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New 3D Measurements Enhance Understanding of Geomagnetic Storm Hazards

For more information about the effects of geomagnetic storms, please visit the USGS Geomagnetism Program website.

Source & Credit: U.S. Geological Survey, NASA.
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Measurements of the three-dimensional structure of Earth, instead of the one-dimensional models commonly utilized, can help researchers all the more precisely figure out which territories of the United States are most defenseless against power outages amid hazardous geomagnetic storms

Space climate occasions, for example, geomagnetic storms can irritate Earth’s attractive field, meddling with electric power lattices, radio correspondence, GPS frameworks, satellite tasks, oil and gas boring and air travel. Researchers utilize models of Earth’s structure and measurements of Earth’s attractive field taken at USGS observatories to figure out which areas of the electrical matrix may lose control amid a geomagnetic storm.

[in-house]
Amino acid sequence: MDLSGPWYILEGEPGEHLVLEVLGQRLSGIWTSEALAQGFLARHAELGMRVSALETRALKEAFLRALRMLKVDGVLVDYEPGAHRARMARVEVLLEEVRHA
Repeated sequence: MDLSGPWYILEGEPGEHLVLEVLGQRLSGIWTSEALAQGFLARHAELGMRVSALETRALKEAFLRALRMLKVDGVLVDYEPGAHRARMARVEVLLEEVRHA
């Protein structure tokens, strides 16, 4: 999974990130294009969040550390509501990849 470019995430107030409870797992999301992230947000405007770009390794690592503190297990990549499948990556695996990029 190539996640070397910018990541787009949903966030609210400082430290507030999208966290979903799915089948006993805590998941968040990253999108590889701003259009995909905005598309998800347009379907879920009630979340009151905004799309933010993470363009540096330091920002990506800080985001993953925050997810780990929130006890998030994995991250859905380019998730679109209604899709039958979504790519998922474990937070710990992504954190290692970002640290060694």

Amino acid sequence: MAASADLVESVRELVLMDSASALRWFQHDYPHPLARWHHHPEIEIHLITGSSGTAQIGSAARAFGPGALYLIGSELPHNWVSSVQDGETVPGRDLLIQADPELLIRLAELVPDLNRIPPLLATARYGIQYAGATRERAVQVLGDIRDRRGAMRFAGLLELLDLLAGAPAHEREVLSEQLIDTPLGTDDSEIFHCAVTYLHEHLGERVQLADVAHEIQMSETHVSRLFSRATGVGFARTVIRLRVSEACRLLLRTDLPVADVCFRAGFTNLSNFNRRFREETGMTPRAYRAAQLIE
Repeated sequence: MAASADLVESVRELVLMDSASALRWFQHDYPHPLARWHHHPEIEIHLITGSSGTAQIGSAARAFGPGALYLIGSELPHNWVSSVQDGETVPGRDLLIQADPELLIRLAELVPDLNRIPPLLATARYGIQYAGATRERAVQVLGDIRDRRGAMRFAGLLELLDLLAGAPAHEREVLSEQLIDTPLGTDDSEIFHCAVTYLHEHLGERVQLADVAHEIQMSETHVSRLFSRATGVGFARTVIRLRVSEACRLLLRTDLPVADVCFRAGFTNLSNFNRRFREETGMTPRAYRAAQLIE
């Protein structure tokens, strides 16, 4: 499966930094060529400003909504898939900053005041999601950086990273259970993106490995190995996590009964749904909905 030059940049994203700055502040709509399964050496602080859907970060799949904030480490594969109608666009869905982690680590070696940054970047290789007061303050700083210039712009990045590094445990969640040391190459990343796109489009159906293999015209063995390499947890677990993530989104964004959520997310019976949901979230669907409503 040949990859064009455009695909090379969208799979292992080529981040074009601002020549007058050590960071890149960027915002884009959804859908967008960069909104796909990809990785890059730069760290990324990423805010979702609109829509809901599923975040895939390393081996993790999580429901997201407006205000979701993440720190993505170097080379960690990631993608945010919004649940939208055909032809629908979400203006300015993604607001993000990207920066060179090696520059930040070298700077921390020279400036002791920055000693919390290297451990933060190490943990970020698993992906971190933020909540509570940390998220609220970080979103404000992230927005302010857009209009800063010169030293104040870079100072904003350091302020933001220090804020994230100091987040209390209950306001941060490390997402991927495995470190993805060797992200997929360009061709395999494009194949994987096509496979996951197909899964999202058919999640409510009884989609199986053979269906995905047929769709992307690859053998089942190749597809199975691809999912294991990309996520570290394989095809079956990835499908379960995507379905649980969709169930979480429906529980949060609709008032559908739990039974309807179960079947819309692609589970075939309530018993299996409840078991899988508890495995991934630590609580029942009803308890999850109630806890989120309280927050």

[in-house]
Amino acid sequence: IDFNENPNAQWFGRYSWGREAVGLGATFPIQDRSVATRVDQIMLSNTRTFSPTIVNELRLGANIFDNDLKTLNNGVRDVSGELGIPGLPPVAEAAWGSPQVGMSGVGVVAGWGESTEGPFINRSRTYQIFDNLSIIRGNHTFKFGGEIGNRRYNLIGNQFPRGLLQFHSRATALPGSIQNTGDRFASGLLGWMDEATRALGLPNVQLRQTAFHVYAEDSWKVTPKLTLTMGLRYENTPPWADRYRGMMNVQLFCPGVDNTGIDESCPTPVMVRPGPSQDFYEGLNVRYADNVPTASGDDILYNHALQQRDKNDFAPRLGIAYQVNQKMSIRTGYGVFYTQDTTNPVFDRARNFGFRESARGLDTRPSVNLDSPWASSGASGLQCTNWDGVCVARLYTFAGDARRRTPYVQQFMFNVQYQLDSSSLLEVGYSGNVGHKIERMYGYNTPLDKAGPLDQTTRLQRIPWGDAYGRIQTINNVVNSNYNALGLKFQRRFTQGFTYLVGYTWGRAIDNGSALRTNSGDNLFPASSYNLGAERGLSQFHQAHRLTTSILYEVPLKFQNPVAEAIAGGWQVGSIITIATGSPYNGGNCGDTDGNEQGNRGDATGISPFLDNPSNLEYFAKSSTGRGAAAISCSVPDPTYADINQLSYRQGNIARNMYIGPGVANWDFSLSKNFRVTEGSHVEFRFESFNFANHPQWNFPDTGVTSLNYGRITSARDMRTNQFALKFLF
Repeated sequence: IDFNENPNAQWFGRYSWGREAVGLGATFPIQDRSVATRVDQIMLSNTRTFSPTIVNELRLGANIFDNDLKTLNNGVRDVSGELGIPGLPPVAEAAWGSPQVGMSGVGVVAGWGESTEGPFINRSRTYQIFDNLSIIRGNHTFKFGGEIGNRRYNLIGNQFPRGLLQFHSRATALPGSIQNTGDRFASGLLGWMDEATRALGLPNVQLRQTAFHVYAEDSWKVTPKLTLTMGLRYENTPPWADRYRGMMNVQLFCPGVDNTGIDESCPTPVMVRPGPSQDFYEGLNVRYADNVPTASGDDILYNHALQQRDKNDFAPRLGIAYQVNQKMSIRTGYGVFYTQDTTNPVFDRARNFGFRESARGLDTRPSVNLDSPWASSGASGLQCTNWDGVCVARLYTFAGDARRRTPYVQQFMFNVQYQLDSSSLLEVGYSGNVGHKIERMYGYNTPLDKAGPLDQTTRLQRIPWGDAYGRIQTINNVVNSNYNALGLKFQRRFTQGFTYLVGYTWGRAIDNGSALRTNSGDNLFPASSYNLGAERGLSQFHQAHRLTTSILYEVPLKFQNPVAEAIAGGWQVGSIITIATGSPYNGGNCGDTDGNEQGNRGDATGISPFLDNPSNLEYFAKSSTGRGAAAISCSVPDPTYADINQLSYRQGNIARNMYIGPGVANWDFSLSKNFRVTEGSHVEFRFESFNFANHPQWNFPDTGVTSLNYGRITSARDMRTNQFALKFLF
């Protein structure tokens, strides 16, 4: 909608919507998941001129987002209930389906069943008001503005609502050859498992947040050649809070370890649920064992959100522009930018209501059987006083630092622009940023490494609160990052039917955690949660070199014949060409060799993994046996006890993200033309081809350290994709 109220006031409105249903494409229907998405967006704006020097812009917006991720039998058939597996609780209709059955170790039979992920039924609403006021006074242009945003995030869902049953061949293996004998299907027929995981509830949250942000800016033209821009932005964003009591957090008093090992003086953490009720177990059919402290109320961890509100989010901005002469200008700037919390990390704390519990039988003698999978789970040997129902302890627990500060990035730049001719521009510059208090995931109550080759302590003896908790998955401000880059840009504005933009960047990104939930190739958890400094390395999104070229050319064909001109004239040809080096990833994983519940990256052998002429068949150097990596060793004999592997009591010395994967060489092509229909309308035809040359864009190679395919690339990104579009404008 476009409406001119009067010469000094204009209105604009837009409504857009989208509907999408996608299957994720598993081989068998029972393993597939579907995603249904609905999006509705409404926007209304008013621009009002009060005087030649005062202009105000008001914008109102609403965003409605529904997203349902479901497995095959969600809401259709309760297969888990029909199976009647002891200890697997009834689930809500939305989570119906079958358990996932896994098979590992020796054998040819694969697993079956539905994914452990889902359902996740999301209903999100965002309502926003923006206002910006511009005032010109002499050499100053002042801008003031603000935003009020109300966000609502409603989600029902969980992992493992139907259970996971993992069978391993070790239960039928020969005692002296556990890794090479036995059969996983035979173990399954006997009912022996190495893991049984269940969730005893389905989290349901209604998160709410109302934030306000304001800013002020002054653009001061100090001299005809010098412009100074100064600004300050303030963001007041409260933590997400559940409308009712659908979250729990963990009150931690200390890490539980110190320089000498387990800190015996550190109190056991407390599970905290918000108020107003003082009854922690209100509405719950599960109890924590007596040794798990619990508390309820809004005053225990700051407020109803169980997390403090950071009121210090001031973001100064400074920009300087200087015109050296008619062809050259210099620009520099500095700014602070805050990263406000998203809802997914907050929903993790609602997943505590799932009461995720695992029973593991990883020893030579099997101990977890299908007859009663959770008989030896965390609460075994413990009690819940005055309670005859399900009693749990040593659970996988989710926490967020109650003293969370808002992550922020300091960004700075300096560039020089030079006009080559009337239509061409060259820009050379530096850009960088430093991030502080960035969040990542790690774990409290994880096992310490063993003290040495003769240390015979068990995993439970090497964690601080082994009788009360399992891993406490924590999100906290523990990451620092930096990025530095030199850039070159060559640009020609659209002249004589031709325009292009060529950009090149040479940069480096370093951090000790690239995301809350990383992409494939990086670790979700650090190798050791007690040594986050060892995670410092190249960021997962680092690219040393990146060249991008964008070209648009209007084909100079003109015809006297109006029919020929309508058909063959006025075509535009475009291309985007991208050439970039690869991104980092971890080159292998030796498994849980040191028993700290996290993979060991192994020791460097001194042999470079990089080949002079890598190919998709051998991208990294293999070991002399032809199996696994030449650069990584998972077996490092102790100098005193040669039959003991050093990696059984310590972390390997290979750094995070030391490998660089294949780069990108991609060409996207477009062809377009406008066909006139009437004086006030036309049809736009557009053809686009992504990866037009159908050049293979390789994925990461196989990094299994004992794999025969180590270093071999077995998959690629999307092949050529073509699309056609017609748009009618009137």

In another U.S. Topographical Survey, researchers figured voltages along electrical cables in the mid-Atlantic district of the U.S. utilizing 3D information of Earth. This information, taken at Earth’s surface, mirror the perplexing structure of Earth underneath the estimation destinations and were gathered amid the National Science Foundation EarthScope USArray venture. The researchers found that for some areas, the voltages they ascertained were fundamentally not the same as those in view of past 1D estimations, with the 3D information delivering the most exact outcomes.

Greg Lucas USGS scientist and the lead author of the study.

Using the most accurate data available to determine vulnerable areas of the power grid can help maintain life-saving communications and protect national security during severe geomagnetic storms. Our study suggests that 3D data of the earth should be used whenever they are available.


Electric streams from a March 1989 geomagnetic storm caused a power outage in Quebec and various glitches in the U.S. control framework. In past examinations, researchers utilizing straightforward 1D models of Earth would have discovered that 16 high-voltage electrical transmission lines were aggravated in the mid-Atlantic area amid the tempest, bringing about the power outage. Notwithstanding, by utilizing reasonable 3D information to figure the 1989 situation, the new investigation found that there might have really been 62 powerless lines., BA

Source / Journal U.S. Geological Survey USGS Geomagnetism Program
Via / Provided by: ScienceDaily

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